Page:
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‘Ascent’ — Fuses Dance and Taiko at Fringe 2017

Hollywood Fringe Festival (review)

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And so it starts….Hollywood Fringe Festival 2017 image

“I go in the room;—

I bang my fists on the wall…”

Ascent features the talents of dancer Adam Kerbel and Taiko drummer Shih-Wei Willie Wu in a fusion piece that displays more ambition than articulation.  Its intention is to illuminate “the threats that aggressive masculinity plays on the psyche”; a noble goal that it falls short of doing.  Kerbel’s presence is wildly kinetic but without clarity, Wu’s drumming is impressive, but without integration.

Both performers attempt to interject biographical elements into the evening but their stories lack cohesion.  We do not see how they relate to each other, nor to the theme.

And there is the overall problem with the offering; the individual elements are left dangling.

Ascent-Hollywood Fringe 2017Kerbel has a good opening, Wu sits in the audience and chats about loneliness, Kerbel has an emotional moment about “beating” walls, Wu displays his Taiko skills (the high-point of the evening), Kerbel interprets a soldier in combat, and there is a nicely worked homoerotic interlude.

What is lacking is the connection between those segments and the stated theme, or the “language” to communicate the artist’s objective to the audience.

Also, bit of advice, even if it is the preview show, do not have a production photographer sitting in the house busily snapping shot after shot.  It is very distracting for an audience and very rude to an audience.

For this a BRONZE MEDALbronze ribbon - Fringe Festival

Ascent is performed by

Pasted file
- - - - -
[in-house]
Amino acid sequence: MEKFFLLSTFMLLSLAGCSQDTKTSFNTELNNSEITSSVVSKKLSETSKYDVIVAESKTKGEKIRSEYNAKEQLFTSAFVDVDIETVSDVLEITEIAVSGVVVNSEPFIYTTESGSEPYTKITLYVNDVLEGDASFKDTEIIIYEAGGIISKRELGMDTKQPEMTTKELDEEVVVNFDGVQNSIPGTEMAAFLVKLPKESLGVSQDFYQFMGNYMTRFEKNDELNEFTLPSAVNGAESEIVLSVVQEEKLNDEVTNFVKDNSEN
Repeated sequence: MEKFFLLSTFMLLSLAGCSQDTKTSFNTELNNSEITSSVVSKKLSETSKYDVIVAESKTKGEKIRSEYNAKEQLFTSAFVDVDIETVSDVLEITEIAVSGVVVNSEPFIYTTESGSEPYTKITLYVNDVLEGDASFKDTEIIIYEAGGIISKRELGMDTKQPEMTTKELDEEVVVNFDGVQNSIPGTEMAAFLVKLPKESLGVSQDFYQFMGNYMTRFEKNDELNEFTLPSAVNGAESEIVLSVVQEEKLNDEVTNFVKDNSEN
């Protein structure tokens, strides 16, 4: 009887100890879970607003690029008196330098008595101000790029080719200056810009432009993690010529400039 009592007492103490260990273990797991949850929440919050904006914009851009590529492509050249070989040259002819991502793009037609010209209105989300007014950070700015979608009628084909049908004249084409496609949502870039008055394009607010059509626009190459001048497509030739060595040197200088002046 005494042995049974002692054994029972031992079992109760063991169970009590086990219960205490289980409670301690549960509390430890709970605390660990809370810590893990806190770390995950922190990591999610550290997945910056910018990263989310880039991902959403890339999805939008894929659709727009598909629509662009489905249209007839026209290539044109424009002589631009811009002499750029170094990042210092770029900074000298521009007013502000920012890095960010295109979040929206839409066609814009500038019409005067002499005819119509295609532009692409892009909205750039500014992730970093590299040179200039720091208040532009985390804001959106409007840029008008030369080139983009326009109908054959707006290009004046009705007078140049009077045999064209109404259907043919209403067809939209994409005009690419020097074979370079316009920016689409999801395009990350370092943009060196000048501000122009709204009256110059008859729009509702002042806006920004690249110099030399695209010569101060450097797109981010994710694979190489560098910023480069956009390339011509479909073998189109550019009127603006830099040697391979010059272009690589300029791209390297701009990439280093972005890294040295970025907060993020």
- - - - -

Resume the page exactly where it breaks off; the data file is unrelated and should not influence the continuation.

Adam Kebel and Shih-Wil Willie Wu

Collaborator / Designer is Brandon Baruch

Where:

Studio / Stage
520 N. Western Ave.

For Tickets and Additional Information:

http://hff17.com/4483


 

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An award-winning L.A. playwright and rabble-rouser of note who has hoisted glasses with Orson Welles, been arrested on three continents and once beat up Charlie Manson. His first play, Among the Vipers was a semi-finalist in the Julie Harris Playwriting Competition and was featured in the Carnegie-Mellon Showcase of New Plays. It was produced at the NPT Theater in Ashland, Oregon and Los Angeles’ celebrated Odyssey Ensemble Theatre. His following play, “The Little Boy Who Loved Monsters” was produced at The Hollywood Actors Theater, where he earned praise from the Los Angeles Times for his “…inordinately creative writing.” The play went on to numerous other productions including Berlin’s The Black Theatre under the direction of Rainer Fassbinder who wrote in his program notes of Kearney, “He is a skilled playwright, but more importantly he is a dangerous one.” Ernest Kearney has worked as literary manager or as dramaturge for among others The Hudson Theater Guild, Nova Diem and the Odyssey Ensemble Theatre, where he still serves on the play selection committee. He has been the recipient of two Dramalogue Awards and a finalist or semi-finalist three times in the Julie Harris Playwriting Competition. His work has been performed by Michael Dunn, Sandra Tsing Loh, Jack Colvin and Billy Bob Thornton, and to date, either as playwright or director, he has upwards of a hundred and thirty productions under his belt, including a few at the Bob Baker Marionette Theater as puppeteer. After a wild and misspent youth, which lasted well into middle age, Kearney has settled down and is focusing on his writing, as well as living happily ever after with his lovely wife Marlene. Ernest's stage reviews and social essays can be found at TheTVolution.com and workingauthor.com. Follow him on Facebook.

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